With a good source of omega-3 and omega-6 fatty acids, soybean oil has a significant vitamin E content. Its smoke point is 450°F and is considered a healthy oil for making french fries.
9. Corn Oil
Corn oil is an unhealthy vegetable oil that contains a high amount of saturated fats. It is low in heart-protective alpha-linolenic acid compared to soybean oil. Also, this oil does have traces of trans fatty acids.
So, using corn oil for french fries is certainly not the best choice of oil. Corn oil is less expensive than soybean oil, and thus, it is widely used by most fast food chains and the food industry in general.
So, of all the vegetable oils we compared, flaxseed, rice bran, peanut, and canola, all have a better nutritional profile and are the best oils for french fries. They contain high amounts of monounsaturated fats, good ratios of omega-3 to omega-6 fatty acids, and have a high smoke point. High smoke or flash point oils do not burn easily, which makes them ideal for searing meat and frying foods like french fries.
Best Oil Temperature for French Fries
For a long time, making french fries seemed like an art mastered only by McDonald’s. But, it’s not rocket science. So after you know the best oil for french fries, you have to know the best oil temperature for french fries and how long to fry french fries in oil.
To get the perfect “soft in the middle and crispy on the surface” french fries, soak the potato sticks in cold water for at least an hour first. Then, drain the potato sticks and allow them to dry off completely.
Next, heat the oil to 300°F in a pot and fry them for four to five minutes. Transfer the fries to a bowl. Crank up the temperature to 400°F, and fry them again. Double-frying the potatoes will make their exterior crispy and perfectly golden.
Homemade French Fries Recipes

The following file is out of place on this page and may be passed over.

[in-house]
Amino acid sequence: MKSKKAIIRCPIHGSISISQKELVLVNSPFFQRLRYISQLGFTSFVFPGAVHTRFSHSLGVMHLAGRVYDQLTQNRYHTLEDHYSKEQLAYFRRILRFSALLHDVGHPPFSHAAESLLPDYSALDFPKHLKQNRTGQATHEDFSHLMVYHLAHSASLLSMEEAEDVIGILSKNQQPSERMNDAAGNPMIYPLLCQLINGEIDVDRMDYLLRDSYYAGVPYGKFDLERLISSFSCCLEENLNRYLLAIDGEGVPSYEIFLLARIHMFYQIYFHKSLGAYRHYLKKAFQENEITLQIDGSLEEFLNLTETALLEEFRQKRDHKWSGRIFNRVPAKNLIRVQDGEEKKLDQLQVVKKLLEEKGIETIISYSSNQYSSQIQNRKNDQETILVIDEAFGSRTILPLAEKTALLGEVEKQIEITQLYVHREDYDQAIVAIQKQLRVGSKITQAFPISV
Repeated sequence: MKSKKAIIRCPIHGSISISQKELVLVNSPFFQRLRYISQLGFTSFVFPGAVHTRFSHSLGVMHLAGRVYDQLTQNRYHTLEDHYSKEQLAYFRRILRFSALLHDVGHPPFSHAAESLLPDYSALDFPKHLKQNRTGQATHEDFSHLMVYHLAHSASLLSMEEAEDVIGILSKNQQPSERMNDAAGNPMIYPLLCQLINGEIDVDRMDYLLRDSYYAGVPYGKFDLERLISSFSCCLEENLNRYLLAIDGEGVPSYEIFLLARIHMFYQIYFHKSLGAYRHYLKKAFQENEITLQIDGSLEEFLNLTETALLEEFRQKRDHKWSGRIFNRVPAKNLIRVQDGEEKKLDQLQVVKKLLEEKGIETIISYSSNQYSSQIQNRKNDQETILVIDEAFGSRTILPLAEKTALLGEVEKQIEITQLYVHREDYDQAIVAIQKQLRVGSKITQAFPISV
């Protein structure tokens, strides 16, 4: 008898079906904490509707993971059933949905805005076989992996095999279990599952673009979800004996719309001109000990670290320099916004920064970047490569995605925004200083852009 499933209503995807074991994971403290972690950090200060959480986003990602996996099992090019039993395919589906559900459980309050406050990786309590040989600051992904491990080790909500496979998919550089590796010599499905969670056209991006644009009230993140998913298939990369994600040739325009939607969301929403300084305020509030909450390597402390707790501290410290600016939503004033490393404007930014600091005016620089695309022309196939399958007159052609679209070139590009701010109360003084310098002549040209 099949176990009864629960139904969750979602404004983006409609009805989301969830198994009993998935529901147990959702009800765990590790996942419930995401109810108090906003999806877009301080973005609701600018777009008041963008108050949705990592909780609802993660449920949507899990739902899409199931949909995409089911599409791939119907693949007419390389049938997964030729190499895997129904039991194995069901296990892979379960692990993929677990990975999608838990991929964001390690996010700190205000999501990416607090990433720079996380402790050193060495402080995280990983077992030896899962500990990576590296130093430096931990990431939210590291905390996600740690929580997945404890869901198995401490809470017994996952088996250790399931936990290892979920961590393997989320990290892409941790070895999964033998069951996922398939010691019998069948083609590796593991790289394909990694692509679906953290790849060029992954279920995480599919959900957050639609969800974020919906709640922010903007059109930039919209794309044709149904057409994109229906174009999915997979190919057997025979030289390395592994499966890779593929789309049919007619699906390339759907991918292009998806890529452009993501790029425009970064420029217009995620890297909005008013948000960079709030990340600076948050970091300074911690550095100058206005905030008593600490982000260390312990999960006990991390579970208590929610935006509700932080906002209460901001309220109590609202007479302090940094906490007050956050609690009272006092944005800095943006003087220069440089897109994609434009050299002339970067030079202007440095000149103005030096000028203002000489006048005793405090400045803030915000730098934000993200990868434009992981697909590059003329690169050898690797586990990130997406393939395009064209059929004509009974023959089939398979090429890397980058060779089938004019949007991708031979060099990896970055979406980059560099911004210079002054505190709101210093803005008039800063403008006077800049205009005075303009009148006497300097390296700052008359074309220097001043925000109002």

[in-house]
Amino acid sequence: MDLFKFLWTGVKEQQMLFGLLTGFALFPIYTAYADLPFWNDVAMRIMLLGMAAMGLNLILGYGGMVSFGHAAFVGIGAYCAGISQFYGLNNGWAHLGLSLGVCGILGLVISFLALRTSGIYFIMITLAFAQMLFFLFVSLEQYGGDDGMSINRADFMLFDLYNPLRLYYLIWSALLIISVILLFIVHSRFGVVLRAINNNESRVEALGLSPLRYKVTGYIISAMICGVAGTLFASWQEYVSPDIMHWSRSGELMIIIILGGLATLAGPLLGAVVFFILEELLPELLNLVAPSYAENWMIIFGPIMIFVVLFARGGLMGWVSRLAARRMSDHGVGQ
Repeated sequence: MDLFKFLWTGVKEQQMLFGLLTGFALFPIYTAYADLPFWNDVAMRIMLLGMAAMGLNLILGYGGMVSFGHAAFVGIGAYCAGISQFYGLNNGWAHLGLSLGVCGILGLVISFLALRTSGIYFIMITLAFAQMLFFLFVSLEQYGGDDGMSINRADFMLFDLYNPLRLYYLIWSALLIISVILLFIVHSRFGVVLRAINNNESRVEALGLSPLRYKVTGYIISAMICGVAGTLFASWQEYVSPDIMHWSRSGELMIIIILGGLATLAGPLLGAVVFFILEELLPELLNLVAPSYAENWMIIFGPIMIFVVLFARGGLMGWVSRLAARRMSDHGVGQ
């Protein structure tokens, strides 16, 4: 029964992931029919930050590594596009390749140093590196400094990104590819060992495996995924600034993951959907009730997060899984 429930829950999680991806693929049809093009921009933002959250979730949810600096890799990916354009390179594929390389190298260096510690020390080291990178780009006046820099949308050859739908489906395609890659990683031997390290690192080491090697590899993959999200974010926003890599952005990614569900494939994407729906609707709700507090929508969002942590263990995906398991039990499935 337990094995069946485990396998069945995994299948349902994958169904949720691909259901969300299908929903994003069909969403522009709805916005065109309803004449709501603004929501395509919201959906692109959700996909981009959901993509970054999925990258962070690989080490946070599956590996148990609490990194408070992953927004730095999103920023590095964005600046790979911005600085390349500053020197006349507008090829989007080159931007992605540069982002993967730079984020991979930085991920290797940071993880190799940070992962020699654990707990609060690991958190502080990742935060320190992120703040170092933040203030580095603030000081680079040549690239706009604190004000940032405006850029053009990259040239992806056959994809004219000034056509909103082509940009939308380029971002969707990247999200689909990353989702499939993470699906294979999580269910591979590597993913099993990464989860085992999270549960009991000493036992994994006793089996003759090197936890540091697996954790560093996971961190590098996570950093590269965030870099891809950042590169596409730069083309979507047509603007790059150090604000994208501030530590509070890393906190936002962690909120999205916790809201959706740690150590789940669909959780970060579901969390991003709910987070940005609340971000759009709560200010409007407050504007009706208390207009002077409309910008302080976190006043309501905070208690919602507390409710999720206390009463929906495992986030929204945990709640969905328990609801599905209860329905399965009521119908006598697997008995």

Well now that you know the best oil for french fries and ideal temperature for frying it, here are two easy recipes to make golden and crispy french fries.
Homemade Crispy Seasoned French Fries Recipe
- 1 cup of all-purpose flour
- 1 teaspoon of garlic salt
- 2 ½ pounds of russet potatoes, peeled
- 1 teaspoon of onion salt
- 1 teaspoon of salt
- ½ cup of water, or as needed
- 1 cup of vegetable oil for frying
- 1 teaspoon of paprika
Cut the potatoes into thin slices and soak them in cold water.
Pour oil into a large skillet and heat it to 375°F. Meanwhile, sift flour, garlic salt, onion salt, regular salt, and paprika into a large bowl.
Stir in water to make a slightly runny consistency. Dip the potato slices into the batter, and gently place them in the skillet. Fry them until golden and crispy. Drain the excess oil on paper towel.
Serve with tomato ketchup.
French Fried Potatoes Recipe
- ¹⁄3 cup of white sugar
- 2 cups of warm water
- 2 large russet potatoes, peeled and sliced into ¼-inch strips
- 6 cups of vegetable oil for frying
- Salt and pepper to taste
Slice the potatoes into thin sticks. Dissolve the sugar in warm water and place the potato sticks into the bowl. Let them soak for 15 minutes. Drain the water and let them dry off.
Next, heat oil in deep-fryer to 375°F. Carefully add the potato slices into the oil and fry them for seven minutes.
Drain them on paper towels. Season with salt or pepper to taste.
Now that you are aware of the best oil for french fries and easy recipes to make them, you can try these at home and enjoy them every occasionally. You should practice moderation when eating deep-fried foods like french fries. But, potatoes do contain a good amount of potassium, phosphorus, vitamins A and C, and a few other nutrients. However, deep frying has made them notorious. So, while you can enjoy this versatile tuber deep-fried, remember that there are healthier ways to eat potatoes.
- Benefits of Canola, Peanut, Corn and Sesame Oil
- McDonald’s Fries: Ingredients, Nutrition & Recipes
- Disadvantages of Eating French Fries
Warner, J., “Corn Oil Used Most Often for French Fries,” WebMD, January 19, 2010; http://www.webmd.com/diet/news/20100119/corn-oil-used-most-often-french-fries, last accessed April 5, 2017.
“Oil, vegetable, industrial, canola for salads, woks and light frying Nutrition Facts & Calories,” SELF NutritionData; https://nutritiondata.self.com/facts/fats-and-oils/7947/2, last accessed April 6, 2017.